Security obsessives will know that although Google has begun encrypting the links between its own servers — so the National Security Agency can't hack our e-mails as they're traveling across the company's systems — we risk losing those protections as soon as our messages leave Google's walled garden.
The trouble is that encryption only works if both your e-mail program and your recipient's support it. So if, for example, you're on Gmail, but your friend uses a Comcast.net e-mail address, chances are your messages will show up unencrypted at the other end, because Comcast doesn't have encryption enabled. (Update: Comcast tells me that it is currently testing encryption and will soon be able to talk to Google servers on an encrypted basis "in a matter of weeks.") Google estimates that up to half of the e-mail sent between Gmail and other sites are not encrypted -- a situation that could be easily fixed with the right investments, according to a Google employee who declined to be named because he wasn't authorized to speak publicly.
"As my engineer colleague said, it's not rocket science — it's elbow grease," the employee said.
To draw more attention to the issue, Google intends to start publicly identifying which other companies support e-mail encryption, and which don't, as part of its periodic transparency reports. The company said in a blog post Tuesday that it's creating a new section in the report that explains which domains support Transport Layer Security (TLS) — the encryption protocol that automatically shields e-mail from prying eyes if both the sender's and the receiver's providers have it switched on. Since December, the share of encrypted e-mails sent from Google to other providers has risen from 30 percent to 65 percent, according to the company.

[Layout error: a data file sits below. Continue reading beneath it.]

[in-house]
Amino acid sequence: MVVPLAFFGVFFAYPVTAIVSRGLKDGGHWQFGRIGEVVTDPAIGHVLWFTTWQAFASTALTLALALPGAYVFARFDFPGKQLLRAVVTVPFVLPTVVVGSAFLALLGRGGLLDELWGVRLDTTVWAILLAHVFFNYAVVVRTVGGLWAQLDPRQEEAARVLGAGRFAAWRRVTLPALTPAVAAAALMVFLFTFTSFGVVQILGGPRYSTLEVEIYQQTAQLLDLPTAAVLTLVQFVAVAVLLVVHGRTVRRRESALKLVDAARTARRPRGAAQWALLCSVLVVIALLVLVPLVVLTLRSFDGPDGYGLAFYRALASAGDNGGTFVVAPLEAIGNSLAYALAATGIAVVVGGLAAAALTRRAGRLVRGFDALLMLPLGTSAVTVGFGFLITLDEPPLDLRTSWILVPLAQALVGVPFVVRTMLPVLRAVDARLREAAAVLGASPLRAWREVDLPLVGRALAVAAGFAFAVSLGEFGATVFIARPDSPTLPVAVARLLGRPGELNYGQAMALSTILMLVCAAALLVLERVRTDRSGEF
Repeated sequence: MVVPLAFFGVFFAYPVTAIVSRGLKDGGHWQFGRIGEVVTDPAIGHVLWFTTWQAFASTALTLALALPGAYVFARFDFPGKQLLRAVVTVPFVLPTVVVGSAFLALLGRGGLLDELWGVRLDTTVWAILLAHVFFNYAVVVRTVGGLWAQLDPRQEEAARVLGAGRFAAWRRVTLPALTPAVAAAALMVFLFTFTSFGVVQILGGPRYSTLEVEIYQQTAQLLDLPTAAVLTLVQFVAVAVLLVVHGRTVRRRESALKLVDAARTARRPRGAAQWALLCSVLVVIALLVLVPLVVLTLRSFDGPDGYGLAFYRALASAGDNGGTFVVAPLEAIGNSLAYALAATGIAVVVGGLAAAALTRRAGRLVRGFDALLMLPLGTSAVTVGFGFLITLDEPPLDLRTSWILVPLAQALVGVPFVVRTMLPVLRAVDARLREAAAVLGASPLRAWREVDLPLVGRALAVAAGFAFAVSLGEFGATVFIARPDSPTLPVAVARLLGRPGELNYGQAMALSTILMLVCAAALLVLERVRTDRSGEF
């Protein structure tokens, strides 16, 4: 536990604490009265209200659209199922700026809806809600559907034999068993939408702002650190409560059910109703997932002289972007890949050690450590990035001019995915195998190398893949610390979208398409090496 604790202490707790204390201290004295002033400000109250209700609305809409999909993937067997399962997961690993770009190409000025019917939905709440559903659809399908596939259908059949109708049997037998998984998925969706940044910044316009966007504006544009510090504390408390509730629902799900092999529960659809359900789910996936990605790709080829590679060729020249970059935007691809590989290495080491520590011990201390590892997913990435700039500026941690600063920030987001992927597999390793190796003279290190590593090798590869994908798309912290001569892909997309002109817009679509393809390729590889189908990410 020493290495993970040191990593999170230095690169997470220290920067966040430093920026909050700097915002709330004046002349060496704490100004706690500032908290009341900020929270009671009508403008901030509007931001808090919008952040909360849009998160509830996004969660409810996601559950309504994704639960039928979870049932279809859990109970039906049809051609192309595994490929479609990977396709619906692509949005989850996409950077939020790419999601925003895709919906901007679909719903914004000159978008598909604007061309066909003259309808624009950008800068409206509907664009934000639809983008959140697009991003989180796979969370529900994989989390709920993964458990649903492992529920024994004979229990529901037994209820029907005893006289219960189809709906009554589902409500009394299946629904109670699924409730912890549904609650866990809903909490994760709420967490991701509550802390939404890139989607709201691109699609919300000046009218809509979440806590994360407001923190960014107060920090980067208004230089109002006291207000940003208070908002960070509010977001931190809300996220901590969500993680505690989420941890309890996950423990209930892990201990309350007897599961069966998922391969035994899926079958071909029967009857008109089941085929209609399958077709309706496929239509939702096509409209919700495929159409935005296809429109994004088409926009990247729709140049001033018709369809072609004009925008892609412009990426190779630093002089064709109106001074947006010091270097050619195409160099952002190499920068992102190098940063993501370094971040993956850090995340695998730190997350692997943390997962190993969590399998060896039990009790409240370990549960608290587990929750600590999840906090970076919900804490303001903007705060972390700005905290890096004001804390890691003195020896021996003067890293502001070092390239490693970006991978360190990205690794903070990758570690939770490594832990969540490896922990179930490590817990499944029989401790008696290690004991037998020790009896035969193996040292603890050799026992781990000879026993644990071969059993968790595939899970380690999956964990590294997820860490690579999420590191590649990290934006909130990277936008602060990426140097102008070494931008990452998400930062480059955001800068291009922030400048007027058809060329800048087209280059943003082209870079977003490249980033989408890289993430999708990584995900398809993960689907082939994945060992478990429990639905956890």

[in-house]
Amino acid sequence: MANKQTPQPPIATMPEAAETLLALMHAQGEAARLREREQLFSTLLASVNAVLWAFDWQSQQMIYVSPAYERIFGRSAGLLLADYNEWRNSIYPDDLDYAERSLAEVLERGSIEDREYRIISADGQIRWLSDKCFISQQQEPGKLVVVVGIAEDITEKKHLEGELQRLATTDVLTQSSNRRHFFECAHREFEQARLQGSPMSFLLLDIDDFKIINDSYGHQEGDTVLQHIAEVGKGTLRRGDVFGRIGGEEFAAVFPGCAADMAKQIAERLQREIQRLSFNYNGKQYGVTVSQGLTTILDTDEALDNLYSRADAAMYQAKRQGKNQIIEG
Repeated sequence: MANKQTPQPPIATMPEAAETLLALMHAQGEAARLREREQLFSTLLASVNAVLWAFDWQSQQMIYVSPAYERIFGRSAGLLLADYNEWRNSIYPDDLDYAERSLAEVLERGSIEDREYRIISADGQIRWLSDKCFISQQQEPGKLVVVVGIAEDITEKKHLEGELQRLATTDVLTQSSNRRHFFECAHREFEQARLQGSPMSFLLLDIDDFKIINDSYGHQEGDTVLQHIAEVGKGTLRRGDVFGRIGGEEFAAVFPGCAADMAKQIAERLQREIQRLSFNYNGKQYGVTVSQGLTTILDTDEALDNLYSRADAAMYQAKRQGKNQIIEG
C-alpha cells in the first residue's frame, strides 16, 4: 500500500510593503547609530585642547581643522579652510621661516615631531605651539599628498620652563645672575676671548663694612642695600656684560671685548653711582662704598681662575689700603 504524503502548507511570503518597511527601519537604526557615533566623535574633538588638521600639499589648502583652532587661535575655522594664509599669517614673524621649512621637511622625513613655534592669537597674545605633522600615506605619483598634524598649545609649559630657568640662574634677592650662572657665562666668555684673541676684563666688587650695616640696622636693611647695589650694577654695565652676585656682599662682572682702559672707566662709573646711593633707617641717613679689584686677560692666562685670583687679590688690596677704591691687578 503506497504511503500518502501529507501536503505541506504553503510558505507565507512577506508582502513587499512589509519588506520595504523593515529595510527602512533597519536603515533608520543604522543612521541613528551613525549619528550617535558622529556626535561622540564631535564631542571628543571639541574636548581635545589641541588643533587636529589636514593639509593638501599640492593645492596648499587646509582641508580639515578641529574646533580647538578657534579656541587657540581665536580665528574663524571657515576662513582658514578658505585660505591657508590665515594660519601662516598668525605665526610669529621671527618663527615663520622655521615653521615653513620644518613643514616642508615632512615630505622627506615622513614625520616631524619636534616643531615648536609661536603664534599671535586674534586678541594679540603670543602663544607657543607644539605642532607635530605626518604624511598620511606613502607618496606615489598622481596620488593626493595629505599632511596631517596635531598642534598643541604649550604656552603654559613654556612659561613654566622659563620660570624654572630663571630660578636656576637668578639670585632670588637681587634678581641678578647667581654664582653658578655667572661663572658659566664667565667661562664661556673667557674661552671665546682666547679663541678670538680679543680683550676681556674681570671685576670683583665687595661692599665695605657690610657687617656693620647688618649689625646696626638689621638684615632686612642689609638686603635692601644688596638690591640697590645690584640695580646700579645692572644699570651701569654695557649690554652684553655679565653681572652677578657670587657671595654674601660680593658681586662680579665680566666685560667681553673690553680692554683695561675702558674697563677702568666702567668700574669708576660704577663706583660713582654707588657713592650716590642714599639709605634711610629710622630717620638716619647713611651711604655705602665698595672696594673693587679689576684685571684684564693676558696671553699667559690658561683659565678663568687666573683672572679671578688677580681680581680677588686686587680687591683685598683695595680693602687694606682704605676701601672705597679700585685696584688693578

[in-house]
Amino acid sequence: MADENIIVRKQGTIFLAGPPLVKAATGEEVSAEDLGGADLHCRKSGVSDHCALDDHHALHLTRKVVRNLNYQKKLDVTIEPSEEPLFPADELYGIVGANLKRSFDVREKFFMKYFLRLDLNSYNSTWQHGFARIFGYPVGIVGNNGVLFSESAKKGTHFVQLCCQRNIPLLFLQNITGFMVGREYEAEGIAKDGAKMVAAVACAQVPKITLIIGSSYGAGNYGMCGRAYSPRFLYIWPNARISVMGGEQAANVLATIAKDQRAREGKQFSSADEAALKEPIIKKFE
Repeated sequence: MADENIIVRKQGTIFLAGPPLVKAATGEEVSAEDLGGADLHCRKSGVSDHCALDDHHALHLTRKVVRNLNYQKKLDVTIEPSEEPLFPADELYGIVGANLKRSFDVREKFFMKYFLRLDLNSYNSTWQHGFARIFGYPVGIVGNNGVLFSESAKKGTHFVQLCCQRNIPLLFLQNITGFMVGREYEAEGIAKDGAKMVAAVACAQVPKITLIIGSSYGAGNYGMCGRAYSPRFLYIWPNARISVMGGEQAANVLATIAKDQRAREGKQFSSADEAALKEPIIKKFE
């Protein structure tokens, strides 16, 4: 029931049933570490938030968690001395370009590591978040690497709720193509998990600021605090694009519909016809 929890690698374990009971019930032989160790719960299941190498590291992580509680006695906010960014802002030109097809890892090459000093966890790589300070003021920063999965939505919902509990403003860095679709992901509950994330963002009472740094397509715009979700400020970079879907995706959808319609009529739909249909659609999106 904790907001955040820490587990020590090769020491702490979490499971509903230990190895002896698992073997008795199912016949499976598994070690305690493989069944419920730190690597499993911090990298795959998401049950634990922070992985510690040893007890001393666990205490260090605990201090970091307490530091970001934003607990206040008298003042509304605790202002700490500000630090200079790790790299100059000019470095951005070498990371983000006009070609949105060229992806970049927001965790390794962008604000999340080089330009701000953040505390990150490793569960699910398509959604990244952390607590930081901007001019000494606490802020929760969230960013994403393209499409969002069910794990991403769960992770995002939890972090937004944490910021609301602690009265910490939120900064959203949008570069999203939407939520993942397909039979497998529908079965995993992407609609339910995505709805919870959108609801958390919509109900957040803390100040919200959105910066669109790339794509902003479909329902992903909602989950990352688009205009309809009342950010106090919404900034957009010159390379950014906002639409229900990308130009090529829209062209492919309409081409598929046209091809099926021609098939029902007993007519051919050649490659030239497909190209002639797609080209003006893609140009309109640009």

Google's report will include a database of commonly e-mailed domains. It's publicly searchable and covers about 6,000 sites. The screenshot above offers a global sample; users can drill down to their region of choice to get more specific or run a search for a particular site to check if it supports encryption. Some domains encrypt only a certain percentage of their incoming or outgoing e-mail; that's likely because only a portion of the domain's servers have TLS enabled and configured, according to the Google employee.
For those who need complete certainty that their e-mails are being protected, Google also announced Tuesday that it's unveiling a piece of encryption code that it hopes someday to turn into a Chrome extension. The project, called End-to-End, aims to address the problem of some sites failing to support TLS. By applying an extra layer of encryption on top of what Google's systems already provide by default, e-mails sent to providers that don't support TLS will show up on the other end as gibberish, not plain text as would occur today. To decrypt the e-mail, the recipient would also have to be using End-to-End or another form of the encryption protocol known as PGP.
Google says it's releasing the code to the public for security stress-testing before it turns the idea into an installable Chrome extension.